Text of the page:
• Finding Article about Film in Databases – The Communications Library has put together a list of databases that contain articles pertaining to film history and criticism. Once you gotten a good introduction using the reference guide above, you can use these databases to find more specific articles about whatever film topic interests you.

Findings Movies to Watch

  • Finding Movies in the Library – Reading about movies is great, but reading reviews and articles won’t be helpful if you haven’t seen the movies themselves! The Undergraduate Library has a guide to help you find the movies you need in the library catalog.
  • Ideas for What to Watch – If you don’t know where to start, the UGL has Pinterest boards that collect our favorite horror movies, science fiction features, summer films, and movies based on books. Browsing the entire media collection by genre is tough, because it’s just not arranged that way, but here’s a tip: on the catalog search screen, change the first dropdown menu from “Keyword” to “Subject,” then try typing in what you’re looking for. You could try a genre, like “Horror films,” or a topic followed by the kind of  movie you want, like “High school students – Comedy.” It takes some practice, but soon you’ll be a master at finding great new movies.

What do you think about when you decide whether a movie is good or not? Let us know in the comments!

Need ideas for other great library resources? Find more in our Spotlight on… series here.

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Reader’s Advisory: Spring Reads!

Happy Spring UGL’ers! (let’s ignore the fact that it is still freezing). Spring time is not only time for blooming flowers, but also a time for a new reader’s advisory post. We have gathered the favorite books from the UGL graduate assistants just for you.

 

The Secret Garden

Christina recommends…
The Secret Garden by Frances Hodgson Burnett

Tiny British orphans living in a dreary manor discover a secret garden on the premises and bring its plants and animals (and themselves) back to life. Perfect for reading as the world theoretically thaws and things start growing again. There’s also a movie ver??

 

 

 

How to live safely in a science fictional universe

Zoe recommends...

How to Safely live in a Science Fictional Universe by Charles Yu

Want to escape into a new world but never leave your couch? Meet a fellow lazy man in Charles Yu’s fantastic novel How to Live Safely in a Science Fiction Universe. Bringing the love of machines before Her became famous, this novel follows the story of a young man who loves his operating system, fixes time machines, and lives in a very small universe indeed. Travel the universe, begin to understand paradoxes, and never leave your bed.

 

 

 

Animal, Vegetable, Miracle.

Lily recommends…Animal, Vegetable, Miracle: A Year of food and life by Barbara Kingsolver.

A newer work by a beloved writer, Animal, Vegetable, Miracle details the author’s journey with her family into a lifestyle of gardening, local produce, and organic ingredients. Far more than a how-to book, this work combines journalism, food culture insight, narrative, humor, and recipes into an extremely readable exploration, written collaboratively by several members of the Kingsolver clan. It’s liable to make you want to spend some time outside, assuming things warm up around here (or inside cooking if they don’t). Check out “Animal, Vegetable, Miracle” for an instant taste!

 

The Art of Fielding Book

The Art of Fielding by Chad Harbach

Ira recommends…The Art of Fielding by Chad Harbach

Spring means the return of baseball. Get ready for the season with this fantastic debut novel about a slick-fielding college shortstop named Henry Skrimshander, as he strives for perfection on the field. Littered with allusions to Melville, this novel is doubly recommended for those who like both Moby Dick and the national pastime.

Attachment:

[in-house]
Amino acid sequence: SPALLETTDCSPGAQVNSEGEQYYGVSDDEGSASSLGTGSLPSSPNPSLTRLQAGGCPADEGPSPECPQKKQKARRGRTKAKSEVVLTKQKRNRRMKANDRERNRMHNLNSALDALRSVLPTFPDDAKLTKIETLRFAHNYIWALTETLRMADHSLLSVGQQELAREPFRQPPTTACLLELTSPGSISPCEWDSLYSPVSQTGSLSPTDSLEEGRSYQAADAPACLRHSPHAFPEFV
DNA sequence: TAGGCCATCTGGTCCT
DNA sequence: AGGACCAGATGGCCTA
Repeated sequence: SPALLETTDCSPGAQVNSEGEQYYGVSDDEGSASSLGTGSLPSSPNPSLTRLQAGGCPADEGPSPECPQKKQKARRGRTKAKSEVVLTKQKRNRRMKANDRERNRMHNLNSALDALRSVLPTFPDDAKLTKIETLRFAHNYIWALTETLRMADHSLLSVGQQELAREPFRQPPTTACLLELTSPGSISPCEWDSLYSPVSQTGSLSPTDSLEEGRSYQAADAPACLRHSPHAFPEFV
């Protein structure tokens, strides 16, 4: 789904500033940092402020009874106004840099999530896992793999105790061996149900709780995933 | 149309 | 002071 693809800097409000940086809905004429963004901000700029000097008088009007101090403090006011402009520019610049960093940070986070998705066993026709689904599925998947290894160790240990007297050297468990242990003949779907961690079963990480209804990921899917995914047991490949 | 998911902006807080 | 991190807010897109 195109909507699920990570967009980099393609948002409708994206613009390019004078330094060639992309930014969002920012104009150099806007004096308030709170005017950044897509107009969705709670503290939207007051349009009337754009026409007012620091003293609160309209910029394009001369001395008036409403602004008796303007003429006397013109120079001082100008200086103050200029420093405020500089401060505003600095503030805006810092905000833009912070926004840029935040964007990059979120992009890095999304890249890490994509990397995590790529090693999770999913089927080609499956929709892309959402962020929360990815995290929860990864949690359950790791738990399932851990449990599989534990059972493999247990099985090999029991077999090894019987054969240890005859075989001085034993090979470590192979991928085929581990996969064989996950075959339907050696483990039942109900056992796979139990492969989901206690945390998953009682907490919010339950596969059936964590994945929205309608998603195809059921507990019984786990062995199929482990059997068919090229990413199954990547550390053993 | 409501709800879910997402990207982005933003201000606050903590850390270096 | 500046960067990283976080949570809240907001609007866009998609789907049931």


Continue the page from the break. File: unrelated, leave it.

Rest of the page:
Claude Monet; Springs in the Field

Claude Monet: Springs in the Field

Quetzalli recommends…Claude Monet: Springs in the Field by, Claude Monet

Spring is almost nearing (well, at least, it’s supposed to). Although there might be snow and ice on the ground, that doesn’t mean that we can’t prepare for the spring. Let this book take you into the world of impressionist painter, Clause Monet. With paintings of beautiful spring scenery, this book is sure to leave you wanting for Spring!

 

Watership down Book

Watership Down

Linsy recommmends….Watership Down by Richard Adams

Watership Down is a tale of an epic adventure undertaken by rabbits.  After surviving a mass genocide of their warren, rabbits Fiver, Hazel and Bigwig must set out on their own to establish a new home.  Their adventure contains many near-death experiences as this band of survivors tries to “make it” in this unknown world (South-central England).  Richard Adams has anthropomorphized these animals, giving them their own language, proverbs, poetry and mythology.  Reading about these rabbits adventures will transport you to warmer weather until Illinois is able to catch up.

Chasign Spring book

Chasing Spring

Other recommendations:Chasing Spring: An American Journey Through a Changing Season by Bruce Stutz

Join author Bruce Stutz as he journeys through the United States in the changing season of Spring. A good read for those wanting to have a good book and some black coffee. The author will journey through the dry desert, Alaskan Arctic, and other places throughout the country. In this book, you will find a wonderful story that will eagerly leave you waiting for Spring.

 

 

Well, there you have it folks! All of these books are available through the library catalog. Happy book hunting!

 

 

 

 

 

 

 

 

 

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Black History Month Resources

February, as you may know, is Black History Month. It’s a month-long celebration of African-American history in the United States. The UIUC libraries have lots of resources to help you learn about African-American history during this national observance, as well as the other 11 months of the year.

John Sharper, African-American soldier in the Union Army. Image courtesy of National Archives.

A good place to start for all things Black History Month is the official government site for the holiday. There you can find online exhibits and collections from the Library of Congress, the Smithsonian, and other national institutions. If you’d like to keep things closer to home, the University Archives also have research guides about African-American history on campus. The archives blog also has a post about Black Power movements at UIUC in the 1960s, and the Student Life and Culture Program has guides to integration and civil rights.